# Interview with a team member: Tim Draws

In our series Interview With A Team Member, we aim to introduce the people behind the JASP project. Today we are interviewing Tim Draws.

Tim is a graduate student at the Department of Psychological Methods at the University of Amsterdam. At JASP, he is responsible for marketing and communication. He also contributes to educational material and the Machine Learning Module of JASP.

After working as a freelancer in web design for a while, I studied Psychology at the University of Amsterdam. During my Bachelor’s I developed a strong interest for statistics and data analysis, which is why I decided to specialize in Psychological Methods. Next, I enrolled in the Master’s program Behavioural Data Science at the University of Amsterdam, which is the degree I am currently pursuing.

What is your favorite statistical test?

This award is going to the Bayesian binomial test. It is a fairly simple test, yet it can sometimes answer very interesting questions. Plus, it lends itself well to explain basic Bayesian concepts. The Bayesian binomial test also played a crucial role in my Bachelor’s thesis.

What is your relation to JASP?

As mentioned above, I developed a passion for statistics during my Bachelor’s. At some point during my second year, EJ (Wagenmakers) gave a series of lectures about Bayesian statistics to my class, of course including an introduction to JASP. I was really fascinated by both the topic and the software, so I sent EJ an email asking whether I could volunteer at the lab. The answer was yes, and a couple of months later that volunteer position turned into an actual job as a Research Assistant. January 2019 will mark my second anniversary at JASP! Right now, I mainly do marketing-related things for JASP such as the website and the blog. I also contribute to educational material such as blog posts and video tutorials, and as part of my Master’s thesis I am co-developing a Machine Learning Module for JASP.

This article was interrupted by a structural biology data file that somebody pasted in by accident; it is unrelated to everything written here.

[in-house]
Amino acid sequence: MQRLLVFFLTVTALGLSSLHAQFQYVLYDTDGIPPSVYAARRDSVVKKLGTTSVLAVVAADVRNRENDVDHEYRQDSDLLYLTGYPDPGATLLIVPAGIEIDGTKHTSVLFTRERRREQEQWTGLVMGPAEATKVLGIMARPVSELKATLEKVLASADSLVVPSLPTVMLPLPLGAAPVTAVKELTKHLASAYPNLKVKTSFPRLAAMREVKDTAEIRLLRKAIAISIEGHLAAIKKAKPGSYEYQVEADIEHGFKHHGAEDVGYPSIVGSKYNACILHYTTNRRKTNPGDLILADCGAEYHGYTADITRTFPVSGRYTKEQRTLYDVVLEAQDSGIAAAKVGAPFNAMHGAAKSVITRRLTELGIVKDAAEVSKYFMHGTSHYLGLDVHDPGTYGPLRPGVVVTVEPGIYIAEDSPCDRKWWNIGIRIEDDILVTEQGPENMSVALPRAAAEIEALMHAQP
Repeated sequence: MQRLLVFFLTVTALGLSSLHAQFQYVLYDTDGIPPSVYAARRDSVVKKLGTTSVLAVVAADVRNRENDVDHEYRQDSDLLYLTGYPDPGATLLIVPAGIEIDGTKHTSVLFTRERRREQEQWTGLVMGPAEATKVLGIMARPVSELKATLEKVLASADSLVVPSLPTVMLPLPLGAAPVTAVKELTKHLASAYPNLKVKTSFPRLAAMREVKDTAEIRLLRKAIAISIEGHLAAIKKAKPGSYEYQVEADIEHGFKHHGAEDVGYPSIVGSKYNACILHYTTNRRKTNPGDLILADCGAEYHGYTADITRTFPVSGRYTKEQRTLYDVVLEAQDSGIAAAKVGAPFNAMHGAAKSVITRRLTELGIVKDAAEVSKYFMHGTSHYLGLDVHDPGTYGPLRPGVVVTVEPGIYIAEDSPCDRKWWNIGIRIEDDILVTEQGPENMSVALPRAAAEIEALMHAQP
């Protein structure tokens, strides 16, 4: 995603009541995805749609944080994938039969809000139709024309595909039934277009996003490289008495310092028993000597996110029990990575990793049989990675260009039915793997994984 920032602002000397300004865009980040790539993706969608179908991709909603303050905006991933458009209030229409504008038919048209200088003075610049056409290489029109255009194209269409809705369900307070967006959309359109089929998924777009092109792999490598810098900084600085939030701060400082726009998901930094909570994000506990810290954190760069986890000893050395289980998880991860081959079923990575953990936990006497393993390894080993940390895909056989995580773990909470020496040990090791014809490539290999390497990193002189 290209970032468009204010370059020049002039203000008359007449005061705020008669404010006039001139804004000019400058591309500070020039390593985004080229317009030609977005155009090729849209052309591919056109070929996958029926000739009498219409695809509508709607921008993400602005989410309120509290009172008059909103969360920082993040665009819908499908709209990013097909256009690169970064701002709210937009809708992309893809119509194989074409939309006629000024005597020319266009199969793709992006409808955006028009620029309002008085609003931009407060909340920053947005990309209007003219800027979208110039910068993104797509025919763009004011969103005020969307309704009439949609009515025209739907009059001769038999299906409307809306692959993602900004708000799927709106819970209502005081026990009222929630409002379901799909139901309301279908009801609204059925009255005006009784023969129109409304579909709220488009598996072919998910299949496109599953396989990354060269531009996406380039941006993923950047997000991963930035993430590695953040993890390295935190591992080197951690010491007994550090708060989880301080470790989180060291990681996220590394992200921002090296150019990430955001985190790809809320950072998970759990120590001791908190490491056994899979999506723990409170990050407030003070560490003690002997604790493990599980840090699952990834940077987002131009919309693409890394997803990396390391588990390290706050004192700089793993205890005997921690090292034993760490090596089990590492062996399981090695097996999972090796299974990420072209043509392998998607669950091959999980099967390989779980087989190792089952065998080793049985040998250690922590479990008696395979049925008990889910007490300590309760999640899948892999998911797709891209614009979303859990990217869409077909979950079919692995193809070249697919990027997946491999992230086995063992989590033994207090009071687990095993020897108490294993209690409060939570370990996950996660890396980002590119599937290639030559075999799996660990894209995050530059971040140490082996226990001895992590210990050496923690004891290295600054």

What feature of JASP do you like best?

I love the workflow in JASP. Whenever friends ask me to help them with their statistical analyses, I first show them how it’s done in JASP, because it is the easiest and most intuitive statistical software I know that also has a graphical user interface. JASP is very clean, and you have a lot of freedom to do different things very quickly. For instance, if you’re interested in a certain plot, you can just add it to your analysis, and remove it again if you don’t need it — both in just one click. Although I mainly use R for my own analyses, I often find myself opening JASP to quickly try something out.

What aspect of JASP would you like to see improved in a future version?

As mentioned above, we are working on a Machine Learning Module. That is something that I would personally really like to see finished. I believe the Machine Learning Module will be a great tool for experimentation as well as introducing students to the topic of machine learning.

Are you a Bayesian, a frequentist, an agnostic, a pragmatist, or perhaps something else?

Full-on Bayesian. As mentioned earlier, it is what fascinated me most when I took the statistics-route in psychology. My fascination continued and became well-grounded as I moved on with my studies. Of course there are situations where no Bayesian analysis is available, but whenever there is, I try to make use of it. Bayesian statistics has many advantages, but I especially like the option to quantify evidence in favor of the null hypothesis. That, to me, makes it a much more holistic approach compared to anything else.

What question would you like to answer?

Who let the dogs out?

I have no idea. But that’s a question I have been wanting to answer for a long time.

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